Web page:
Lag in certified seed demand
THE use of certified quality seed is not picking up fast in Sindh. Of the 25 seed processing units proposed to be set up by the provincial government — at least one in each district on cost sharing basis with farmers — only eight have been established.
While the productivity of certified seed is stated to be 15 to 20 per cent more per acre as compared to uncertified variety, farmers, however, generally preserve their own crop’s seed for sowing.
Public and private sector seed companies partially meet farmers’ demand for certified quality seed. Sindh Seed Corporation produces 20 per cent of requirement of total seed in the province.
Many farmers avoid using certified seed due to its cost although they agree consistent use of one seed obtained from farm crop sheds productivity. They have to bear transportation cost as offices of private seed companies or SSC are located in big cities.
Instead, many rely on private dealers to buy seed.
SSC has been revived only in recent years after it was marred by poor administration, losses and other irregularities. SSC intends to provide around 2000 maunds of certified BT cotton seed to farmers during forthcoming Kharif season. It produces around 100,000 maunds of seed of major crops like wheat, cotton and paddy. The farmers are advised by SSC to use certified seed to avoid mixture and adulterated seed for better per acre yield.
Responding to a query, SSC Managing Director Shafiq Mahesar said of the seven BT cotton varieties tested, only two showed satisfactory result while the remaining five did not even show germination. “We had approved all these seven BT cotton varieties last year but when we tested them at SSC farms only IR901 and 3701 showed satisfactory results. In upcoming Provincial Seed Council (PSC) meeting, approval accorded to those five varieties will be reviewed or withdrawn accordingly,” he says.
Under a scheme, initiated in 2009-10, for ‘ Quality Seed Production in Sindh’, seed processing unit were to be set up in each district of the province. The cost was to be shared between the provincial government (70 per cent) and farmers (30 per cent).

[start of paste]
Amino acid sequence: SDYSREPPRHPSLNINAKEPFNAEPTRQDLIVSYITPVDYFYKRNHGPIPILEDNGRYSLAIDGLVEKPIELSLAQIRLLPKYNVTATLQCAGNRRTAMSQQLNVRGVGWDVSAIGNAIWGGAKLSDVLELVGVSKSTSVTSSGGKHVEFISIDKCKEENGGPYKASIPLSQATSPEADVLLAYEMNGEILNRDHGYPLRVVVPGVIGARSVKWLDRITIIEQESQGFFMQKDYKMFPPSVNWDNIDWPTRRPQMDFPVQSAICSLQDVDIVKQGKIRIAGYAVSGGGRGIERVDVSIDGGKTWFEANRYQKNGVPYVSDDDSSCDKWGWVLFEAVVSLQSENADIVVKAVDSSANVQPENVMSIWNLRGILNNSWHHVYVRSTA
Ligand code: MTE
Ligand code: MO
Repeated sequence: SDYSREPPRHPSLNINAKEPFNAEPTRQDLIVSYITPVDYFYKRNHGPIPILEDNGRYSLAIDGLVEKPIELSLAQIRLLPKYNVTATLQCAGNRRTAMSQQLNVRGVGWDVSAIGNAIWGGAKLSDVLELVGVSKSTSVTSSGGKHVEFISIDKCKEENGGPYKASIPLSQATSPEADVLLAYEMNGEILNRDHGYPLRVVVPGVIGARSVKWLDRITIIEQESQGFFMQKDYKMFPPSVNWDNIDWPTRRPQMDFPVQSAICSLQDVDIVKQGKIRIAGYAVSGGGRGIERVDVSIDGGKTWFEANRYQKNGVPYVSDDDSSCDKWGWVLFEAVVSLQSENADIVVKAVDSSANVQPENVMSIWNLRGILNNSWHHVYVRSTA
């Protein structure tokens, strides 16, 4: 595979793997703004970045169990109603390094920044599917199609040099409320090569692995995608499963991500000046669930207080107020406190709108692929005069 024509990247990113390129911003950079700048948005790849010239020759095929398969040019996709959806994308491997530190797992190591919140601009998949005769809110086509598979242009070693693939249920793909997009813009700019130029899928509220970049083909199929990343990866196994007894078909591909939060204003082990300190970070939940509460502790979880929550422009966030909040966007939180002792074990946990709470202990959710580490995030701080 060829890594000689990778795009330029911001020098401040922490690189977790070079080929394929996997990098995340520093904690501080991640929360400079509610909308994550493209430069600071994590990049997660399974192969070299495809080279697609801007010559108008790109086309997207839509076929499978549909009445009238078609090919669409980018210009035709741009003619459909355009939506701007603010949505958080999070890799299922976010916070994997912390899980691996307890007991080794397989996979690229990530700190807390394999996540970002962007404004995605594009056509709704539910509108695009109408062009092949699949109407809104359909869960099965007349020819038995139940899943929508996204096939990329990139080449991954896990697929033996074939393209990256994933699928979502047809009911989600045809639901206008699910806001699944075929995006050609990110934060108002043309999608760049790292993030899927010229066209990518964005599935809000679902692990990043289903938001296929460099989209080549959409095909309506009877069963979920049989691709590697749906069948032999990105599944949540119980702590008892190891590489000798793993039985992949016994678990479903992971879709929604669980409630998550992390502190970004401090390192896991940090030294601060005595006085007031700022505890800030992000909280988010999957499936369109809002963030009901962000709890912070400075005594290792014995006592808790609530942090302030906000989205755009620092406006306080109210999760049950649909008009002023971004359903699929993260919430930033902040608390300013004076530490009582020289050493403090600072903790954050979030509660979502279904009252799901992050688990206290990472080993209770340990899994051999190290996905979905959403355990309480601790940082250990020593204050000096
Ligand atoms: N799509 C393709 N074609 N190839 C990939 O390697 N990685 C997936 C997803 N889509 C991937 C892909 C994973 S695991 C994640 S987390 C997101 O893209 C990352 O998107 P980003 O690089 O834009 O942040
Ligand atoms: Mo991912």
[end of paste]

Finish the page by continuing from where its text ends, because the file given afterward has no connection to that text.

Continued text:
The seed unit was to be established on farmer’s land with the government providing machinery and equipment for seed processing. At the time of establishment of the processing unit, farmers were to be provided seed and fertiliser by research department and at the time of harvest, the seed was to be purchased by the department with premium.
The scheme is being executed by research wing of Sindh agriculture department. As it did not get desired response, the government has extended it for another two years.
According to Director General Agriculture Research, Atta Soomro, apparently farmers have to acquire National Tax Number (NTN) (which makes farmers liable to pay tax) for setting up processing units, which serves as a deterrent. This is why, he says, only eight units have been set up.
Farmers say they are not inclined to get seed from SSC or go into certification process, since they find it cumbersome. If farmers want to preserve SSC’s seed obtained from their own crop, they need to get it certified from SSC. The certification includes different stages which begins from sowing and cultivation and culminate in harvesting. Seed certification is done by Federal Seed Certification and Registration Department. SSC officials accompany them as well. They visit farm land to verify whether the seed used is certified. Standing crop is examined and technical advices are given about the use of pesticides and cultivation methodology. Then there is post-thrashing sampling of seed. After multiple testing, the certificate and tag are issued to farmers to allow them to preserve or sell seed.
Certified seed can only be confirmed with tagging and registration number on bag containing it.